Berlin Cures’ drug fights off self-reactive antibodies that are associated with 80% of heart failure cases to improve heart function and patient survival.
Berlin Cures was founded in 2014 to make use of research being carried out at Charité Medical University and the Max-Delbrueck-Center in Berlin. The biotech has achieved promising clinical data that suggests its first drug, BC007, can inhibit autoantibodies that bind and cause damage to the heart tissue, which will help to eliminate the cause of heart failure and reduce the patients’ symptoms and prevent disease progression.
In the long-term, patients with these autoantibodies develop heart failure due to the chronic stimulation of the heart, which results in fibrosis of the cardiac muscle. This causes cardiac muscle cells to die and reduces the heart’s capacity to pump blood around the body. With 26 million people suffering from this chronic condition worldwide, we’re desperately in need of new and effective treatments.
Berlin Cures’ founder and CEO, Johannes Müller, told me that “the heart is controlled by hormones like epinephrine or adrenaline that pass information to the heart via beta-1 adrenoreceptors. If the heart is sick, these patients develop an autoantibody that mimics the effect of these hormones… These autoantibodies chronically stimulate the heart for years, which makes it weak.” As this process is implicated in 80% of heart failure cases, the biotech has targeted this aspect of the disease.
Left untreated, the chronic activation of the beta-1 adrenoreceptor damages the heart and causes symptoms like fatigue and shortness of breath in patients. Berlin Cures’ DNA aptamer-based compound, BC007, binds these autoantibodies, which stops them from binding the beta-1 adrenoreceptor and leads to their elimination from the body by the liver.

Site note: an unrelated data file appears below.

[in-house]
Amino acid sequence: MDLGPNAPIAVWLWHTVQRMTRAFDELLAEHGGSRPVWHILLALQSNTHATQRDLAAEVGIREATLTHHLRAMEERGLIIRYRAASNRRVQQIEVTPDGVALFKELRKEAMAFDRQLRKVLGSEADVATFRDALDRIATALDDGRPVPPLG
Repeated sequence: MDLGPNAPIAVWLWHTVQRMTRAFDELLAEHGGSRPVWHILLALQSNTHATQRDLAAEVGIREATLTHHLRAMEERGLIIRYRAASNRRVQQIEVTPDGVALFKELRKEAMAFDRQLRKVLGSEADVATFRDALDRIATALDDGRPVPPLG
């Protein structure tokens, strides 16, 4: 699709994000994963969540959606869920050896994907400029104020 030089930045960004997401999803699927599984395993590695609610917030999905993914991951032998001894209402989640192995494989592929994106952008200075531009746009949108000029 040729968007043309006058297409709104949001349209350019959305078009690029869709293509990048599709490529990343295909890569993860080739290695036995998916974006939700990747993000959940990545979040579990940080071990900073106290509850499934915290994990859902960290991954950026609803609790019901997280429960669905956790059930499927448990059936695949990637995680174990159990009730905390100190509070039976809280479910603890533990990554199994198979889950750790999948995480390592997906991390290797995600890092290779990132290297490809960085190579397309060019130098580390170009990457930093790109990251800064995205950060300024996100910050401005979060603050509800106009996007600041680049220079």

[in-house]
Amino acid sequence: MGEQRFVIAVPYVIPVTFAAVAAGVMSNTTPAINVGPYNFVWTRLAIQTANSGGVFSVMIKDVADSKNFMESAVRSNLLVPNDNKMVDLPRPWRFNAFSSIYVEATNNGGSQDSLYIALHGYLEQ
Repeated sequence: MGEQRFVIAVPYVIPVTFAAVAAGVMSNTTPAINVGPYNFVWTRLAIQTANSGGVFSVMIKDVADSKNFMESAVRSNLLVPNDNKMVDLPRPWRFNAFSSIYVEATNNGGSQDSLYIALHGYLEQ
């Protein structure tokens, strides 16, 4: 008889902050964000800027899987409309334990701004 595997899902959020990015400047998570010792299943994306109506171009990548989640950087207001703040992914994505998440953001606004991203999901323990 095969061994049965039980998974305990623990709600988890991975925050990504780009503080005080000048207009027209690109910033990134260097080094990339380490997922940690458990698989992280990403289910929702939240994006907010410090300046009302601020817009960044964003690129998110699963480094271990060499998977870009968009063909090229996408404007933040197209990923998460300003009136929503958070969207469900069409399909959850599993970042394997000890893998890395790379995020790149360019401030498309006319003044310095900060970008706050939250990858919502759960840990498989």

Removal of the autoantibodies via a washing procedure improved heart function and increased the probability of 5-year survival by 43% in an earlier study. The company has now completed a Phase I trial that found a dose of BC007 that completely neutralizes the beta-1 adrenoreceptor antibodies. This was all possible from a single infusion of BC007, which was not associated with any side effects. According to Müller, a Phase II trial with over 350 participants will start in 2018.
If it can make it through clinical development, BC007 could make a big difference as a treatment of the underlying cause of heart failure. The biotech doesn’t see approaches like transplantation or Carmat’s fully artificial heart as direct competition as these procedures require surgical intervention and rely on the availability of a donor or complex medical technology, respectively. “Besides that, transplantation and cardiac-assisted devices are for end-stage patients. If you give BC007 at an earlier stage, you can prevent patients from getting end-stage heart failure.” Müller explained.
Looking ahead, Müller told me that BC007 could be on the market in just 3 years thanks to data showing the drug’s capacity to remove autoantibodies. In addition, the biotech’s approach could be used to treat other conditions including pulmonary hypertension and glaucoma. Müller highlighted that “BC007 is a drug primarily for heart failure but not only heart failure, it has a huge application range,” and the company will begin looking at these additional indications once it has taken care of heart failure.
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